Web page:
Voyages Round the World: With Selected Sketches of Voyages to the South Seas, North and South Pacific Oceans, China, Etc. ...

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O. Rich, 1834 - Pacific Ocean - 499 pages
 

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Page 194 - ... which were of a light dun color, the wings and tail being both of a jet black, and the last tipped off with white; it was a most beautiful and lovely bird, with its brilliant and richly variegated plumage. We were much chagrined, while observing these, to see a man-of-war hawk flying by with one in his mouth, apparently having just caught it.
Page 457 - ... not less than 100,000 newly-born young died in consequence of the destruction of their mothers." (See Elliott's Report, 1884, p. 118.) In 1830 the supply of fur-seals in the South Seas had so greatly decreased that the vessels engaged in this enterprise "generally made losing voyages, from the fact that those, places which were the resort of seals had been abandoned by them.
Page 407 - ... Stonington, Connecticut, on a voyage to the South Shetlands. From Captain Pendleton's report, as rendered on their return, it appeared that while the fleet lay at anchor in Yankee Harbor, Deception Island, during the season of 1820 and 21, being on the lookout from an elevated station, on the mountain of the island during a very clear day he had discovered mountains (one a volcano in operation) in the south ; this was what is now known by the name of Palmer's Land ; from the statement it will...
Page 204 - mast high, directly ahead, and towards which our ship was fast sailing' : It was a coral reef or shoal, in the form of a crescent, about six leagues in extent from north to south; under its lee, and within the compass of the crescent there appeared to be white and shoal water. We did not discover a foot of ground, rock, or sand, above water, where a boat might have been hauled up.
Page 409 - American vessel apparently in as fine order as if it were but yesterday she had left the United States ; not only this, but her master is ready to pilot my vessels into port ; we must surrender the palm to you Americans,' continued he, very flatteringly. His astonishment was yet more increased when Captain Palmer informed him of the existence of an immense extent of land to the south, whose mountains might be seen from the masthead when the fog should clear away entirely. Captain Palmer, while on...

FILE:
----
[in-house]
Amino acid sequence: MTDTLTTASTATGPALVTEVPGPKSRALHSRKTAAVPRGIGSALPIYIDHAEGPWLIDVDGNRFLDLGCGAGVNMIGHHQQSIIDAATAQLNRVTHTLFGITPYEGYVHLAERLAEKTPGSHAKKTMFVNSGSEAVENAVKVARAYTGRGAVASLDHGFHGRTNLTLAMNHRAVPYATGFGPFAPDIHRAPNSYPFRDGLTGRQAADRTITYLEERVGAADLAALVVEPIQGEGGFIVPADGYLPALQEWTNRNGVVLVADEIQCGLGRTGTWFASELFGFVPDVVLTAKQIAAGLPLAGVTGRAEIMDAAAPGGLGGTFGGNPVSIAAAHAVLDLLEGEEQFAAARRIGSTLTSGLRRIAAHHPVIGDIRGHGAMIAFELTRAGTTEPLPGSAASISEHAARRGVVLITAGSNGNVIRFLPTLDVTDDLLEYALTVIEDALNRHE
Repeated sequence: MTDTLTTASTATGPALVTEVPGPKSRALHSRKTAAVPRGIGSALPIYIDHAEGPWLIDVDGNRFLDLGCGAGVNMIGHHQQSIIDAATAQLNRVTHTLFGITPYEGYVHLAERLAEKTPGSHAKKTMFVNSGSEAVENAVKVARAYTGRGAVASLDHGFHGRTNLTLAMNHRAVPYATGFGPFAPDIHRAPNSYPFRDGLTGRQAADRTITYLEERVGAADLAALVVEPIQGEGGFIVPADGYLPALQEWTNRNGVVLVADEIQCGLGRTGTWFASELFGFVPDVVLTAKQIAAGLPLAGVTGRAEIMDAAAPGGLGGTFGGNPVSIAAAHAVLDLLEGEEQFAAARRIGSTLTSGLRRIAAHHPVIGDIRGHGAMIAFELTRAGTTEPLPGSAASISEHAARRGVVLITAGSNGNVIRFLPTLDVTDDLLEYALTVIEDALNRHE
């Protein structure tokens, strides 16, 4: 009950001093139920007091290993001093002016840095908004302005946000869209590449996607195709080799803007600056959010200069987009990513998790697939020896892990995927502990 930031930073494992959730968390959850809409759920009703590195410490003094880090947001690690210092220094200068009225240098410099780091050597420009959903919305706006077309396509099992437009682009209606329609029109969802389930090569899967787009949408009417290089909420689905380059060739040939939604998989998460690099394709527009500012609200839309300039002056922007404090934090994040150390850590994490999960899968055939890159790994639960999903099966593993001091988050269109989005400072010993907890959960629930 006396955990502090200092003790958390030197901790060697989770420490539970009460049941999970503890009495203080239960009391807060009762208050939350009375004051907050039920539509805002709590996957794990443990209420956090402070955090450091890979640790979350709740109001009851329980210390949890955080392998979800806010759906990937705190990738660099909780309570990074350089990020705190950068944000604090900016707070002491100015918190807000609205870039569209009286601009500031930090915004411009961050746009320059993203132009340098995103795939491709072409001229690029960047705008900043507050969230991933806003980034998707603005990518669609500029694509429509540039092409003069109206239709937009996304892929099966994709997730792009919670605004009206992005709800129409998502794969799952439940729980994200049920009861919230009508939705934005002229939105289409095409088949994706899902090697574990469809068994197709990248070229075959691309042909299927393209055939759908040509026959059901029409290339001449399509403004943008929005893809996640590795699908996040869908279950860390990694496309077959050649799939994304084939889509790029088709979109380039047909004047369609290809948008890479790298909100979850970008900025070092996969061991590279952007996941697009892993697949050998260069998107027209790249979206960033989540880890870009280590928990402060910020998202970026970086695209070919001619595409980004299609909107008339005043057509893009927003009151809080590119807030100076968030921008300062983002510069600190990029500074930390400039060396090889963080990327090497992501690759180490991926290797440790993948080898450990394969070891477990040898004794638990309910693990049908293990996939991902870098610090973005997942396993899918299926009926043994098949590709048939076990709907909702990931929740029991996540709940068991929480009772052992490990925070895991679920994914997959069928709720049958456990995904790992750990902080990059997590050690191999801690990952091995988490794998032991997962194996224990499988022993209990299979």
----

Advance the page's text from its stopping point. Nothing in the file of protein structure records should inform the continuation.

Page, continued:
Page 414 - The valleys and gulleys were mainly filled with those never-dissolved icebergs, their square and perpendicular fronts, several hundred feet in height, glistening most splendidly in a variety of colors as the sun shone upon them. The mountains on the coast, as well as those to all appearance in the interior, were generally covered with snow, except when their black peaks were seen here and there peeping out.
Page 409 - The commodore thanked him kindly, "but previous to our being enveloped in the fog," said he, "we had sight of those islands, and concluded we had made a discovery, but behold when the fog lifts, to my great surprise, here is an American vessel apparently in as fine order as if it were but yesterday she had left the United States; not only this, but her master is ready to pilot my vessels into port. We must surrender the palm to you Americans," continued he, very flatteringly.
Page 450 - ... we had no encouragement of passing in the vicinity of any land. Our crew, now being much worn down by fatigue, and being almost constantly wet in this region of rough sea, and cold rugged weather, with alarming symptoms of that dread disease, the scurvy; it was judged judicious to bear up, and proceed for the coast of Chili to refresh and recruit our men, also to replenish our wood and water.
Page 410 - Land ; he then traced the coast to the eastward, keeping as near the shore as the ice would suffer; at times he was able to come along shore, at other points he could not approach within from one to several miles, owing to the firm ices, although it was in December and January, the middle summer months in this hemisphere. In this way he coasted along this continent upwards of fifteen degrees, viz. from 64 and odd, down below the 49th of west longitude.
Page 407 - He found it to be an extensive mountainous country, more sterile and dismal if possible, and more heavily loaded with ice and snow, than the South Shetlands. There were sea leopards on its shore, but no fur seals. The main part of its coast was icebound, although it was in the midsummer of this hemisphere, and a landing consequently difficult.

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